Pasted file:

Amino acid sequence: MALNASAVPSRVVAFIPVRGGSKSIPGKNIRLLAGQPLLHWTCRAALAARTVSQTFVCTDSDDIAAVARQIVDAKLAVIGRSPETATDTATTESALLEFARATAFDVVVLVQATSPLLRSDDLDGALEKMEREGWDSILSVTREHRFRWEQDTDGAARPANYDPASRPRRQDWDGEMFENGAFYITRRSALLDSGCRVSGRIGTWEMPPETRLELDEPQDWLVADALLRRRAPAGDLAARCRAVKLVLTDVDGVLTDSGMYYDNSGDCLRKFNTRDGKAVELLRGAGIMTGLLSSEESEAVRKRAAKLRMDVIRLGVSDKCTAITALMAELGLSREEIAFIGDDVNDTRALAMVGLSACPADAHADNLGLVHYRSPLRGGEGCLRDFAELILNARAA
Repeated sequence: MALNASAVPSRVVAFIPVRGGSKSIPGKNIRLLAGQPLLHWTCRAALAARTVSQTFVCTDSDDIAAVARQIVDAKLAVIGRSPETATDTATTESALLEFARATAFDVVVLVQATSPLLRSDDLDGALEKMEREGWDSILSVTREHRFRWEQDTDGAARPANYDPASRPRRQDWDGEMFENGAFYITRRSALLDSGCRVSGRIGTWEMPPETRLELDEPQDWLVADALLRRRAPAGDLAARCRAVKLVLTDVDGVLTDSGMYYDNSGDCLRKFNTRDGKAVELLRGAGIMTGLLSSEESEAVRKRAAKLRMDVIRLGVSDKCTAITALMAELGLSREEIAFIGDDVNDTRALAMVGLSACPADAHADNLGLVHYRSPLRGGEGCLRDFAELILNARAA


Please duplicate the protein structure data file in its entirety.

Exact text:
Amino acid sequence: MALNASAVPSRVVAFIPVRGGSKSIPGKNIRLLAGQPLLHWTCRAALAARTVSQTFVCTDSDDIAAVARQIVDAKLAVIGRSPETATDTATTESALLEFARATAFDVVVLVQATSPLLRSDDLDGALEKMEREGWDSILSVTREHRFRWEQDTDGAARPANYDPASRPRRQDWDGEMFENGAFYITRRSALLDSGCRVSGRIGTWEMPPETRLELDEPQDWLVADALLRRRAPAGDLAARCRAVKLVLTDVDGVLTDSGMYYDNSGDCLRKFNTRDGKAVELLRGAGIMTGLLSSEESEAVRKRAAKLRMDVIRLGVSDKCTAITALMAELGLSREEIAFIGDDVNDTRALAMVGLSACPADAHADNLGLVHYRSPLRGGEGCLRDFAELILNARAA
Repeated sequence: MALNASAVPSRVVAFIPVRGGSKSIPGKNIRLLAGQPLLHWTCRAALAARTVSQTFVCTDSDDIAAVARQIVDAKLAVIGRSPETATDTATTESALLEFARATAFDVVVLVQATSPLLRSDDLDGALEKMEREGWDSILSVTREHRFRWEQDTDGAARPANYDPASRPRRQDWDGEMFENGAFYITRRSALLDSGCRVSGRIGTWEMPPETRLELDEPQDWLVADALLRRRAPAGDLAARCRAVKLVLTDVDGVLTDSGMYYDNSGDCLRKFNTRDGKAVELLRGAGIMTGLLSSEESEAVRKRAAKLRMDVIRLGVSDKCTAITALMAELGLSREEIAFIGDDVNDTRALAMVGLSACPADAHADNLGLVHYRSPLRGGEGCLRDFAELILNARAA